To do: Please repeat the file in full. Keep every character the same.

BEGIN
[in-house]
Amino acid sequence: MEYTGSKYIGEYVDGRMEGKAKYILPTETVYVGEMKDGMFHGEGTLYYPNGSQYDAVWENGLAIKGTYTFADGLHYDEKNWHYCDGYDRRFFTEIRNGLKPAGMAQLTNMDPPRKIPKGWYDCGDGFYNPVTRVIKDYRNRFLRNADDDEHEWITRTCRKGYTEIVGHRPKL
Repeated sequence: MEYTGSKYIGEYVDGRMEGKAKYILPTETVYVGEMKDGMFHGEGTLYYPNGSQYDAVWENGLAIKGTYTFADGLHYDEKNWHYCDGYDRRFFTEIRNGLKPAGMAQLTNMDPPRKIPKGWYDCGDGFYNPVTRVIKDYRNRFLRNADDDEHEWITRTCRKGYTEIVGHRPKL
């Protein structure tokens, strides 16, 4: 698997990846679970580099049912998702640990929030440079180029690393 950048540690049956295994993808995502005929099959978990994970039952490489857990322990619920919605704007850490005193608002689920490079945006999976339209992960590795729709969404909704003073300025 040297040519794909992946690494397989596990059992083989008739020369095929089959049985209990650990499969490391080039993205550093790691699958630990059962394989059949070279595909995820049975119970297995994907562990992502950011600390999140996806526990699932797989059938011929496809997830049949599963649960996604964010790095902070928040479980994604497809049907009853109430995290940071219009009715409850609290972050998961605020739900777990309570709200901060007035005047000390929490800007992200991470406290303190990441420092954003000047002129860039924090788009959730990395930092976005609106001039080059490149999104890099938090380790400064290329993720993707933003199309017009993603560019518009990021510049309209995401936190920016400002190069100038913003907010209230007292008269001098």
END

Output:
[in-house]
Amino acid sequence: MEYTGSKYIGEYVDGRMEGKAKYILPTETVYVGEMKDGMFHGEGTLYYPNGSQYDAVWENGLAIKGTYTFADGLHYDEKNWHYCDGYDRRFFTEIRNGLKPAGMAQLTNMDPPRKIPKGWYDCGDGFYNPVTRVIKDYRNRFLRNADDDEHEWITRTCRKGYTEIVGHRPKL
Repeated sequence: MEYTGSKYIGEYVDGRMEGKAKYILPTETVYVGEMKDGMFHGEGTLYYPNGSQYDAVWENGLAIKGTYTFADGLHYDEKNWHYCDGYDRRFFTEIRNGLKPAGMAQLTNMDPPRKIPKGWYDCGDGFYNPVTRVIKDYRNRFLRNADDDEHEWITRTCRKGYTEIVGHRPKL
């Protein structure tokens, strides 16, 4: 698997990846679970580099049912998702640990929030440079180029690393 950048540690049956295994993808995502005929099959978990994970039952490489857990322990619920919605704007850490005193608002689920490079945006999976339209992960590795729709969404909704003073300025 040297040519794909992946690494397989596990059992083989008739020369095929089959049985209990650990499969490391080039993205550093790691699958630990059962394989059949070279595909995820049975119970297995994907562990992502950011600390999140996806526990699932797989059938011929496809997830049949599963649960996604964010790095902070928040479980994604497809049907009853109430995290940071219009009715409850609290972050998961605020739900777990309570709200901060007035005047000390929490800007992200991470406290303190990441420092954003000047002129860039924090788009959730990395930092976005609106001039080059490149999104890099938090380790400064290329993720993707933003199309017009993603560019518009990021510049309209995401936190920016400002190069100038913003907010209230007292008269001098």